Kurdish-led Syrian forces, backed by U.S. air power and military advisers, captured a number of Islamic State positions amid heavy fighting Monday north of the IS stronghold of Raqqa.
But the Syrian Observatory for Human Rights says there has been «no real progress» so far in the offensive.
Islamic State has used as many as five car bombs in defense, Reuters news agency reported.
The Syrian Democratic Forces, backed by U.S. air support, announced on Sunday the start of an offensive to gain control of Raqqa, the northern Syrian city overrun by Islamic State extremists in 2014 and self-designated as the center of extremist rule.
Britain, France providing air support
Britain and France said Sunday they would would also provide air support for the offensive by the Kurdish-led SDF, which also includes Arab fighters.
«The Raqqa campaign will proceed in phases,» Brett McGurk said Sunday in Amman. «There’s an isolation phase, which began today, and there will be subsequent phases to make sure that we kick Daesh (IS) out of Raqqa,» he added, using an alternate name for the armed extremist group.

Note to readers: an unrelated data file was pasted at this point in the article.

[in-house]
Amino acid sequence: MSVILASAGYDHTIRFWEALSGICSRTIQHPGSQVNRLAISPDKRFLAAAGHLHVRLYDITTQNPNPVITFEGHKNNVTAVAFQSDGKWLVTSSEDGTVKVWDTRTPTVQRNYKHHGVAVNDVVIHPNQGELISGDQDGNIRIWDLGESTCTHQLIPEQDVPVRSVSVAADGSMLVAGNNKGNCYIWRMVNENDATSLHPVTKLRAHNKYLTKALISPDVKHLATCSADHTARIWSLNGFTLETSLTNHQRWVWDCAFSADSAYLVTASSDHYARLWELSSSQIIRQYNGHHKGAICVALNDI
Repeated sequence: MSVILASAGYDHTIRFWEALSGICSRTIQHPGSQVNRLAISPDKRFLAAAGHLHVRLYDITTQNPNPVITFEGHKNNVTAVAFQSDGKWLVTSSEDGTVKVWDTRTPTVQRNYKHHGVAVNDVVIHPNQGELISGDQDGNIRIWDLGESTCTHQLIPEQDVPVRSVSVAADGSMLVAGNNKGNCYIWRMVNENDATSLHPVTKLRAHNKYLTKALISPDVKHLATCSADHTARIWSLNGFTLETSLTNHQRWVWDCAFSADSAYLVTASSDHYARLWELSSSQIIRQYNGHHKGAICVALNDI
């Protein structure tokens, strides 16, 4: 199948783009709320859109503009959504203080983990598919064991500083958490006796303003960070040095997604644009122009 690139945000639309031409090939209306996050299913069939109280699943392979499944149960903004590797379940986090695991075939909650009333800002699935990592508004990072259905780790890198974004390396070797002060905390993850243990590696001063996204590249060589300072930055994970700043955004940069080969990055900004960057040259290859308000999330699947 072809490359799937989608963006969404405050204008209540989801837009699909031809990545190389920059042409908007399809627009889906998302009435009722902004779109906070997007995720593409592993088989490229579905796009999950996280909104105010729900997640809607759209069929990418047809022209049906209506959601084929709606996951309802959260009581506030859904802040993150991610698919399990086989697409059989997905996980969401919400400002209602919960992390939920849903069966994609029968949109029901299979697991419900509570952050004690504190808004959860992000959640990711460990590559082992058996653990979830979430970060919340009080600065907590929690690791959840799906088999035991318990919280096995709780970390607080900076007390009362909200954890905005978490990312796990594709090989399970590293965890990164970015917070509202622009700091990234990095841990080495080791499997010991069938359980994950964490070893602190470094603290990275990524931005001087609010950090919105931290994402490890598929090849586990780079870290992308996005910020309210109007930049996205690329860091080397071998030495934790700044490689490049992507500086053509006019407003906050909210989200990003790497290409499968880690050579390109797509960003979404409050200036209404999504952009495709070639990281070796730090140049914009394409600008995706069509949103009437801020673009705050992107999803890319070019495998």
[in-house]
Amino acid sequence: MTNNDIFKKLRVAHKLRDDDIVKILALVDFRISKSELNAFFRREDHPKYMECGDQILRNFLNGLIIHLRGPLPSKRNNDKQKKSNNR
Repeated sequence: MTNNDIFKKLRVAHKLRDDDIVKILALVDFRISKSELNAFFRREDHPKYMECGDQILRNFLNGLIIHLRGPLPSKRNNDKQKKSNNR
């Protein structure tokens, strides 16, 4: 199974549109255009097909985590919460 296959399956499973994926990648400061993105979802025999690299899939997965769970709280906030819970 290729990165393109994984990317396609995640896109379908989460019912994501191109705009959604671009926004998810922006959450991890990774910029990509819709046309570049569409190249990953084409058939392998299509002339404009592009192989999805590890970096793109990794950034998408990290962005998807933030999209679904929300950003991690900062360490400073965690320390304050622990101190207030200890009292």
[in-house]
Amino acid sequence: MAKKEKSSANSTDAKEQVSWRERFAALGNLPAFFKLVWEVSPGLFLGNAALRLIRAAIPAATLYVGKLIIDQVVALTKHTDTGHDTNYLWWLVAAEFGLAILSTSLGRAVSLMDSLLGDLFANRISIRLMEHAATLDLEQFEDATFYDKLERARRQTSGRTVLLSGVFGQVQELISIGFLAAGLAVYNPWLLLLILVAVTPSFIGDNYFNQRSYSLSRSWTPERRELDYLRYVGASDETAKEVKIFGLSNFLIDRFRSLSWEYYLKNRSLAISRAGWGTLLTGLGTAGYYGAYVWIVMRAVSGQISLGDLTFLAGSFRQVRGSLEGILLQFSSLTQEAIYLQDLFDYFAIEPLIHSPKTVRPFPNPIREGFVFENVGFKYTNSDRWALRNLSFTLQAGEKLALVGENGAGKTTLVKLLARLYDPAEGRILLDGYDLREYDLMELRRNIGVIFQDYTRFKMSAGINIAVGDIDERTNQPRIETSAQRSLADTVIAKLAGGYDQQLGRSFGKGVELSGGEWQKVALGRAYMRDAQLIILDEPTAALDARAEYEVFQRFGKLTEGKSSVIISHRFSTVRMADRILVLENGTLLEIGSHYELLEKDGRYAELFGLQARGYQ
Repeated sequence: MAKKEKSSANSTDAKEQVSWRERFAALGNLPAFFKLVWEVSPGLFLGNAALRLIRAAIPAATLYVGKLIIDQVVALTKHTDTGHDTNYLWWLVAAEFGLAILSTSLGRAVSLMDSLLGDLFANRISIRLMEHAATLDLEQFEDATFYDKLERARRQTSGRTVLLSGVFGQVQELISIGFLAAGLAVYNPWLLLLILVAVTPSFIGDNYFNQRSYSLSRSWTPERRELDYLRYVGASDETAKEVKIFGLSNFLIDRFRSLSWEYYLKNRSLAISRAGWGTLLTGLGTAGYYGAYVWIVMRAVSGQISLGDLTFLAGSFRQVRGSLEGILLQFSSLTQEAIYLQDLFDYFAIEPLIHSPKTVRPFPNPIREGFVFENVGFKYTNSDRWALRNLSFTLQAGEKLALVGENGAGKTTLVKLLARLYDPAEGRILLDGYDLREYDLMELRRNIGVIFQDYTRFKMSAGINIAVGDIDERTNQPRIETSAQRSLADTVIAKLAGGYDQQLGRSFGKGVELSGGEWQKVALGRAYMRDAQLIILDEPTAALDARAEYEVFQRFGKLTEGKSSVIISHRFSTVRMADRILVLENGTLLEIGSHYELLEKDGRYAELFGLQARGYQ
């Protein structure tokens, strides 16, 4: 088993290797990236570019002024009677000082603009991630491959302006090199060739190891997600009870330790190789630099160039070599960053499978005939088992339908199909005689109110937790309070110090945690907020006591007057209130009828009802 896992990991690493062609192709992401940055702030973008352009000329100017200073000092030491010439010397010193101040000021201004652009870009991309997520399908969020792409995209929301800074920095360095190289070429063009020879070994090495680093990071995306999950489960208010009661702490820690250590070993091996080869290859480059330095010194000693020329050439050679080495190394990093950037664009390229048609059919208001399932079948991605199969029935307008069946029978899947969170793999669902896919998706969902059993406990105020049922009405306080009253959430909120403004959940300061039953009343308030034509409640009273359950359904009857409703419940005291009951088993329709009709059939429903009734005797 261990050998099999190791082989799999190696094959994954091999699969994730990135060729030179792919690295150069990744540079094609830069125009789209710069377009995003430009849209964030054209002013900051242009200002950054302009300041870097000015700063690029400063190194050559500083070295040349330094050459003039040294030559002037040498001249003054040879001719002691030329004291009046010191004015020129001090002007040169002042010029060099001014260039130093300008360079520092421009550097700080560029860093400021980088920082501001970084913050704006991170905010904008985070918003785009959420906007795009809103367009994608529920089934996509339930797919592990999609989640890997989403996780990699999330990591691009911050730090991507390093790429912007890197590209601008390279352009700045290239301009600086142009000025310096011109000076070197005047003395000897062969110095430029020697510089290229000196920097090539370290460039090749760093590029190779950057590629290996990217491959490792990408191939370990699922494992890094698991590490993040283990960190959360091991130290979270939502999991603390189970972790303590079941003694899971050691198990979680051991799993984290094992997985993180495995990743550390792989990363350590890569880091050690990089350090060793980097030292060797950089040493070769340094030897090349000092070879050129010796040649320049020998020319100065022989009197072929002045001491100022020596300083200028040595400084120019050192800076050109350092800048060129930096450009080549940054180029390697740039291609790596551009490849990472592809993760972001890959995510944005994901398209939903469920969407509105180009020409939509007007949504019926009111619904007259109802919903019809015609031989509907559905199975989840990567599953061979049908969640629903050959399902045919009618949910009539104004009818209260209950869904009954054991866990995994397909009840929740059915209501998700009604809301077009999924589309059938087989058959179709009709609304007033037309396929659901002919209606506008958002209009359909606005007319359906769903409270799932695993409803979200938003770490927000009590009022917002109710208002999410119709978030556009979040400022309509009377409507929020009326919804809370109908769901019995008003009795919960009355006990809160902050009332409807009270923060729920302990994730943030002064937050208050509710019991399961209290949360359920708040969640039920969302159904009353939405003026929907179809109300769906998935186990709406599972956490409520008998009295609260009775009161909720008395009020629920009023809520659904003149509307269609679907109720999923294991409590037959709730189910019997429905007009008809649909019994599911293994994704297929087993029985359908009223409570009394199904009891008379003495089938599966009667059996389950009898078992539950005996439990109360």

McGurk also said the chairman of the U.S. Joint Chiefs of Staff, Gen. Joseph Dunford, met in the Turkish capital Sunday with his Turkish counterparts, including Gen. Hulusi Akar, chief of the Turkish general staff, for talks on the new offensive.
Those talks appear aimed at easing Turkish concerns about the makeup and objectives of the SDF.
Turkey’s government views the main SDF component, the Syrian Kurdish fighting force known as the People’s Protection Units, as a terrorist organization with links to Kurdish rebels fighting government forces in southeast Turkey for regional autonomy.